Remembering the TRS-80
basically my first laptop

A TRS-80, photo from Wikipedia
A TRS-80. Public domain photo from Wikipedia

(Warning: nostalgia herein.)

This story at Boingboing, What it was like to use a TRS-80 Model 100 as a journalist on the go, brings back memories. As a junior reporter on in the early 1990s, I used a similar machine called a Tandy, but it was almost identical. I can tell you a story about it.

Let’s start with a bit of background on technology in local journalism in the early 1990s: it wasn’t very up-to-date.

The post-graduate journalism training course I did at Harlow College in the very early 90s was still taught using typewriters. I had to go to Harlow market and buy myself one. It cost me a tenner, a huge chunk of my monthly budget at the time.

A year later I was working at the Cambridge Evening News, and technology there was still mostly stuck in the 1980s. At least, it was for the reporters, whose job only involved writing and editing of text. The sub editors, whose job involved layout and design, had a bank of the latest, shiniest Apple Macs (probably Performas of some sort).

I was very jealous of the people on the subs desk.

Over on the reporters desk, we used much simpler, less shiny kit.

The software for news production was an old, but reliable system for writing text and moving it from desk to desk. I think it was called “Press 11” but I might be wrong, and I can’t find anything about it on the internet so I probably am.

Instead of a desktop / folders / files visual metaphor, it used a desks / baskets metaphor, continuing the newsroom traditions of old. A reporter wrote a story in a simple text editor (which was, it has to be said, blazing fast once you got the hang of it) and then used function keys to do things with it. Everyone had a “basket” associated with their username. Each story you wrote could be saved in your own basket while still in draft, or sent to someone else’s basket when it was ready for editing.

The side-effect of this was that we had a sort-of rudimentary email system. You could send a private message to someone else in the newsroom by creating a new story, writing your message, and sending it directly to their basket. They could reply by typing more text in the story you’d sent them, or by sending you a story in return. Thus was gossip spread around the newsroom.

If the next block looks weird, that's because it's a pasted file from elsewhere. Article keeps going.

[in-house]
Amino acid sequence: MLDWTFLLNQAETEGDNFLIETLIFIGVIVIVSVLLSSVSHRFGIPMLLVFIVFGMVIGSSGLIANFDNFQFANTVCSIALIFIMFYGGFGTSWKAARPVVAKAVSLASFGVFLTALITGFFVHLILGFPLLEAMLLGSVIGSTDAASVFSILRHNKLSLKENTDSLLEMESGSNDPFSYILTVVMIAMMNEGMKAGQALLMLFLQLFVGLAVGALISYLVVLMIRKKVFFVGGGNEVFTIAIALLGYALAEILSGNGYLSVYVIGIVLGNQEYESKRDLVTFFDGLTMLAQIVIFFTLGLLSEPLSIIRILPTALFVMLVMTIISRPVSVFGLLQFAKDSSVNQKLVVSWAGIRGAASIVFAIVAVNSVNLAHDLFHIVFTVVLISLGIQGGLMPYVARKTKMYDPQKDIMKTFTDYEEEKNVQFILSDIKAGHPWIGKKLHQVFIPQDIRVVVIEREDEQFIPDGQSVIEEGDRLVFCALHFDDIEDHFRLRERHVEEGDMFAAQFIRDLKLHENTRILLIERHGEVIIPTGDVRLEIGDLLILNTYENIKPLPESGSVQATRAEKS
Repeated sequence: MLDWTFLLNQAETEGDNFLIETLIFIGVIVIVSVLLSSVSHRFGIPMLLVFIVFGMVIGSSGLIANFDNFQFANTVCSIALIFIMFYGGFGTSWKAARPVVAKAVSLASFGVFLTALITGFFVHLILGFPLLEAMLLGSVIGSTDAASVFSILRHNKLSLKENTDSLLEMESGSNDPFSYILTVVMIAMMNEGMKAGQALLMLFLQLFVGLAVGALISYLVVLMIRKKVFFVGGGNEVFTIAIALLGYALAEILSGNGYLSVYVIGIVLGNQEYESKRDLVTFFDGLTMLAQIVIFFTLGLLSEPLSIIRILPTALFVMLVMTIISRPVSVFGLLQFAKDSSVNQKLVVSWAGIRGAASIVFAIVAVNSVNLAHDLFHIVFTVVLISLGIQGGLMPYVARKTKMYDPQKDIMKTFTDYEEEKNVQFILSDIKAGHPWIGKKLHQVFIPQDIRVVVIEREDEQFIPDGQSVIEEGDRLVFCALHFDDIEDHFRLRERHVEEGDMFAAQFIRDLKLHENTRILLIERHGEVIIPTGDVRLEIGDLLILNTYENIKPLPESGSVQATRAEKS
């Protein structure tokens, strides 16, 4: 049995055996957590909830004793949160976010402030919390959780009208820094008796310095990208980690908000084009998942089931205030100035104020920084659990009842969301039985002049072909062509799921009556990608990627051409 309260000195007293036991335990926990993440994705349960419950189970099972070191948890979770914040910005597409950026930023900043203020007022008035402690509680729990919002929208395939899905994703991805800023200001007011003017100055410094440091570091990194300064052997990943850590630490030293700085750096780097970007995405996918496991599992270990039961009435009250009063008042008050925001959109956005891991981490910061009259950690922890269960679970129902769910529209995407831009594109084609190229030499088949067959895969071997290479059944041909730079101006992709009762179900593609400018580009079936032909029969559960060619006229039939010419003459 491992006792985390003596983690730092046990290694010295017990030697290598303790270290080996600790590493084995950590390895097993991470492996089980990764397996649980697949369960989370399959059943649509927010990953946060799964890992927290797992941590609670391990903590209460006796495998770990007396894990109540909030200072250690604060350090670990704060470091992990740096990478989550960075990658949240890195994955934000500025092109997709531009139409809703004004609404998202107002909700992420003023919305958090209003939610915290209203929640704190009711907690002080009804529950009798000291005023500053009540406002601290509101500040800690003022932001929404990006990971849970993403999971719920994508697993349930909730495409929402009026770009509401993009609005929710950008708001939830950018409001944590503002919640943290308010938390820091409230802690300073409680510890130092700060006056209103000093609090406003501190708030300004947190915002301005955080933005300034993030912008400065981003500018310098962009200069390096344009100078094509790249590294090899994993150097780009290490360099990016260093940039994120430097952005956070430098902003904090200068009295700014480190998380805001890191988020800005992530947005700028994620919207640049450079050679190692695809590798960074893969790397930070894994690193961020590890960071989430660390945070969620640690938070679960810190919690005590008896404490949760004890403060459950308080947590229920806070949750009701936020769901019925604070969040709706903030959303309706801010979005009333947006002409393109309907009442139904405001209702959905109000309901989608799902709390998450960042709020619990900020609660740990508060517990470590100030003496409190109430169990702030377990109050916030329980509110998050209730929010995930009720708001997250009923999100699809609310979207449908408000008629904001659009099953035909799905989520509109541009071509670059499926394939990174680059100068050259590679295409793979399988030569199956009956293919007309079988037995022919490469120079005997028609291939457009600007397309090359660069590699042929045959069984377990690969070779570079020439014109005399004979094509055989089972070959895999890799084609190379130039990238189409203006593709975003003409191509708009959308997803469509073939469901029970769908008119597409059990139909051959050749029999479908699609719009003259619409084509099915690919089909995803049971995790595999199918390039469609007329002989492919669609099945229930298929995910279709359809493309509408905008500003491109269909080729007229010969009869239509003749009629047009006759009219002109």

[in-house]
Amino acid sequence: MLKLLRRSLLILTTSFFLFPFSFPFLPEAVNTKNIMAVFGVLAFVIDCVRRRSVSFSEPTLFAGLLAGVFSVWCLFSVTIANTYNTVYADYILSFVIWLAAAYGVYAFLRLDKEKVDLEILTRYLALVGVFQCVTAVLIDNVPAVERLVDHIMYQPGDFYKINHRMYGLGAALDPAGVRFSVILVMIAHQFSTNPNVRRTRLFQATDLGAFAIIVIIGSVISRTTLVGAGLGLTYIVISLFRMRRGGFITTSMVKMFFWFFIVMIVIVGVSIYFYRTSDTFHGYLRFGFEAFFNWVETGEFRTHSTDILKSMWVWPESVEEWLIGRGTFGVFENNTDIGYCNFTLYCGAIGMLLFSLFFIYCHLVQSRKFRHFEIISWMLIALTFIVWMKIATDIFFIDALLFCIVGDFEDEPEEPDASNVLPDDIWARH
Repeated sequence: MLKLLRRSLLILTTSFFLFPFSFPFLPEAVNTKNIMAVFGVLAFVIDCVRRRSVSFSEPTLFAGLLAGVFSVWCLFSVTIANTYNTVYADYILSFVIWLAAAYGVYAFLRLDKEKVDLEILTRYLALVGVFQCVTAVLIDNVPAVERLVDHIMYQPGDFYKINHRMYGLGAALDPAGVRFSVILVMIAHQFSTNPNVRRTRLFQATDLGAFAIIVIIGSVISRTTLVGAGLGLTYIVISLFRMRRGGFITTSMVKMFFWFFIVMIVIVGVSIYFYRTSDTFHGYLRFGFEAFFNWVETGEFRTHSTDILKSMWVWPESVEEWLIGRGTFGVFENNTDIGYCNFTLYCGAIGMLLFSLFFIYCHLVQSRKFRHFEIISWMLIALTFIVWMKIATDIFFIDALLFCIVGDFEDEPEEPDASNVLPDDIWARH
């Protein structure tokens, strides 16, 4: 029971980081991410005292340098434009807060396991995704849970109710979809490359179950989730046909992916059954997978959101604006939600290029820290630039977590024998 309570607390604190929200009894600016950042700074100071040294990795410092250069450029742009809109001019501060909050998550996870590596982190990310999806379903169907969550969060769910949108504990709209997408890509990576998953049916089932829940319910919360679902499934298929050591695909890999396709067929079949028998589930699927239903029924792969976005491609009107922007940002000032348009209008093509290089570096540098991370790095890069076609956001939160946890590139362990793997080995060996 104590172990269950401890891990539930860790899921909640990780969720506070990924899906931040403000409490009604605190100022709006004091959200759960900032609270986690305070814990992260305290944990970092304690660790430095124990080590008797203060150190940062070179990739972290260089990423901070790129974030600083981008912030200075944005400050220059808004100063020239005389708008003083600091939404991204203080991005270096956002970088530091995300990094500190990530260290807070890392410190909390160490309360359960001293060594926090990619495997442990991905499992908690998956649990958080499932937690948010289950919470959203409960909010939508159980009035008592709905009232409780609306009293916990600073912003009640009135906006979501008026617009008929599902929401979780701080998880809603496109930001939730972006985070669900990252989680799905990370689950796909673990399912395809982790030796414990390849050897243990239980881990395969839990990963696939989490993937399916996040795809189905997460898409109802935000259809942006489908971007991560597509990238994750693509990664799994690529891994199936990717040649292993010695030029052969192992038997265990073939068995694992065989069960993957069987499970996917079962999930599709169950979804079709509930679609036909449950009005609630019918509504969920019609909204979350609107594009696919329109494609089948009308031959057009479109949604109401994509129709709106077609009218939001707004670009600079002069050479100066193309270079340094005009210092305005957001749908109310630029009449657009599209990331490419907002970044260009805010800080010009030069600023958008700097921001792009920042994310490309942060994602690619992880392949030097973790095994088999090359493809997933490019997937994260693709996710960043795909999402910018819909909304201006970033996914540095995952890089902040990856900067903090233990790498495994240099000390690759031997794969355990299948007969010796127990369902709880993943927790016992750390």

Anyway: the TRS-80/Tandy.

There were a handful of these portable devices around. A couple were permanently in the hands of the more senior reporters, but one was set aside for the duty reporter - the person who covered the late shift, and Sundays.

Once I’d been there long enough to be given shifts like this, I was shown how to use the Tandy. The software was even simpler than Press 11, if my memory is correct. The device could store a handful (10 or so?) text files, which you accessed via a function key. It was kept in a briefcase, because it came with a modem. A bleepy-bloopy box of tricks that you attached to a traditional telephone by wrapping flexible rubber cups around each end of the phone’s handset.

So when you were the duty reporter, and you had a story to write but it was 11pm on a Sunday night and you were sitting at home drinking beer with your housemates, you could write it on the TRS-80 and use the modem to email it back to the office, directly to the basket of the news editor who could come in at 7am on Monday morning. (I don’t think it was actual email; rather, I think the modem connected you directly to the Press 11 system, and your typed text was transferred directly to a basket.)

I remember sitting on the bottom step of the house I shared with 3 mates, late on a Sunday night, filing copy about something or other. My housemates were a cynical bunch but I think even they were quite impressed that the humble Cambridge Evening News could manage arrange something as high-tech as this.

The Tandy was hardly cutting edge, but my housemates thought it was pretty cool that I could work at home and file copy over the phone line.

It had a small LCD screen displaying just a few lines of text. You couldn’t see your whole story at once, just a few lines of it. So maybe all that training on typewriters was a good idea after all.

Using it taught me the value of being able to write and file copy from anywhere.

Just a few years later I was at the Press Association, writing about technology. (There’s several other stories to tell about how that happened, but let’s tell them another day.) I was astonished that no similar mobile reporting system seemed to be available, at least not to youngsters like me. If you had to file from outside the office, you had to call a team of copytakers and dictate your pencil-scribbled lines over the phone.

Eventually, an email account was set up for reporters to file text to; but hardly anyone used it, because they didn’t have the means to send email from anywhere. Smartphones were still at least a decade away.

I was determined to find a way to file copy from anywhere, so I went shopping. I bought a Palm III, a fold-up GoType keyboard, and an Ericsson SH-888 mobile phone, which had a built-in modem. Now I could sit down anywhere, plug my Palm into its keyboard, connect the modem to the internet, and send and receive email.

I filed copy from press conferences, from events, from my sofa. I was king of remote working. But: I wasn’t a very good journalist. And that’s another story for another day.

Filed under: computers
(7 November 2019)